Hayden Panettiere bravely talks about postpartum depression
When we first saw Hayden Panettiere's gorgeous daughter, Kaya, in a stunning spread in People magazine last year, it appeared that the Nashville actress and her fiancé, Wladimir Klitschko, were living in a bubble of bliss. However, during a recent appearance on Live! with Kelly and Michael, Panettiere bravely revealed that that wasn't exactly what was happening.
Despite the beautiful photos of the family of three cuddling in an all-white bed, and despite the accompanying interview, in which the actress raved about her insanely adorable daughter, Panettiere was suffering a bit from postpartum depression.
When the subject was brought up, Panettiere told Kelly Ripa and Michael Strahan that she can relate to her character on Nashville, who's currently suffering from PPD. "I can very much relate. It's something a lot of women experience," Panettiere said. "When [you’re told] about postpartum depression, you think it’s ‘I feel negative feelings towards my child, I want to injure or hurt my child.' I’ve never, ever had those feelings. Some women do. But you don’t realize how broad of a spectrum you can really experience that on. It’s something that needs to be talked about. Women need to know that they’re not alone and that it does heal."
One of the most interesting things Panettiere brings to light here is the fact that postpartum depression isn't a one-size-fits-all condition. Typically, like the actress said, when we think of PPD, we think of new mothers who don't want to be around their baby or who want to harm themselves or their child. But that's only one form of PPD. Hopefully Panettiere's words will resonate with women who feel "off" after giving birth, and they'll realize that perhaps they do need help even though they don't have what they think are typical symptoms. According to Postpartum Support International, postpartum depression can manifest itself in numerous forms, including appetite and sleep disruptions, lack of interest in the baby, irritability and generally not feeling happy about things once enjoyed. Again, like Panettiere said, it's much more varied than feelings of wanting to harm your baby. Also, despite the fact that we don't typically talk about it, it's not that uncommon, with about 15 percent of women experiencing PPD symptoms after giving birth. Getting help if you think you have PPD is so, so important, as it doesn't just affect moms; it can affect their children too. So please, speak up!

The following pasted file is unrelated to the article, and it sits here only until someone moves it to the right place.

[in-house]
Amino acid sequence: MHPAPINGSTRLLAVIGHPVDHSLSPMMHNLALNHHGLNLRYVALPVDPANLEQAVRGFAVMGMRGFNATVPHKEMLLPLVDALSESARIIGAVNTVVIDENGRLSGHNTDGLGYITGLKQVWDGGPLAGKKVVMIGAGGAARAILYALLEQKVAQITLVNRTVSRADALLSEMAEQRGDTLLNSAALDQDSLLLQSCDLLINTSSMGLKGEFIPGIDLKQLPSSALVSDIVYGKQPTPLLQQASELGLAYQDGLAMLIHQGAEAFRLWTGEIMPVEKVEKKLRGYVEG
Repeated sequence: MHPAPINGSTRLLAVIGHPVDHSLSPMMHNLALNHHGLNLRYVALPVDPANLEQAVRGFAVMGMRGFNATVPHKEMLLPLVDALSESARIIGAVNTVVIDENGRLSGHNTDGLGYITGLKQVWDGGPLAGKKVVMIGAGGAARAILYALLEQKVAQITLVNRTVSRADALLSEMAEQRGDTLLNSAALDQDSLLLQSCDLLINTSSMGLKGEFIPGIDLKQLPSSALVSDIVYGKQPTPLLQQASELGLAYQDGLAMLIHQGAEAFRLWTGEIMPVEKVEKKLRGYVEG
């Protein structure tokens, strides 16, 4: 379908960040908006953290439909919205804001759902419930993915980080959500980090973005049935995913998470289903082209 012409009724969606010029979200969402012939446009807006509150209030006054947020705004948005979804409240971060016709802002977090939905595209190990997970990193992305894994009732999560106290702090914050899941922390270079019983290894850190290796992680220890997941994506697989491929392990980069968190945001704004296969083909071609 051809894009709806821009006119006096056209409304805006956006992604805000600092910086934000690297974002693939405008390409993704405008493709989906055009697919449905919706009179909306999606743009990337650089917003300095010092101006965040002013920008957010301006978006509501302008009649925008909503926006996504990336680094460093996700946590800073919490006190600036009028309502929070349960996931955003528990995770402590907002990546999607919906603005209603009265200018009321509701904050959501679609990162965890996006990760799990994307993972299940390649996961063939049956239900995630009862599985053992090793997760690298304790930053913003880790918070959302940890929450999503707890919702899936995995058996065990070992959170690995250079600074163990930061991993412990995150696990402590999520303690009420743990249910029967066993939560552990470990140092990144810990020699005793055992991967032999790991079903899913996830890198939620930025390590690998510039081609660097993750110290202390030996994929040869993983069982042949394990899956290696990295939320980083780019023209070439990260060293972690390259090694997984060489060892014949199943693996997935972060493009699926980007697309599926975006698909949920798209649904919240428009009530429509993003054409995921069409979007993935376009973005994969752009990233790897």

The postpartum period is one of, if not the, most vulnerable times in a woman's life. She's emotional. She's exhausted. And physically, she's not herself. It doesn't exactly come as a surprise that many women don't want to talk about postpartum depression when they're going through it — there are so many things going on, and it is somewhat of a "taboo" subject. It's almost as if it's not OK to feel anything but absolute joy after having a baby, when that shouldn't be the case at all.
Hopefully Panettiere's brave admission will inspire women to talk more about postpartum depression and get the help they so desperately need. Panettiere is "better" now, but it's somewhat comforting to hear that, despite all the dreamy photos we see on Instagram and Twitter of celeb moms happily nursing their well-behaved babies, they too have difficulty adjusting to motherhood. In a way, it makes it feel less lonely, and it makes it feel a little more "OK" to talk about.
Kudos to Panettiere for not keeping this a secret and for using her powerful, far-reaching voice to bring awareness to a topic that's not usually talked about. It's encouraging to see that she's come out the other side, and it's an important issue that shouldn't be shameful to speak about any longer.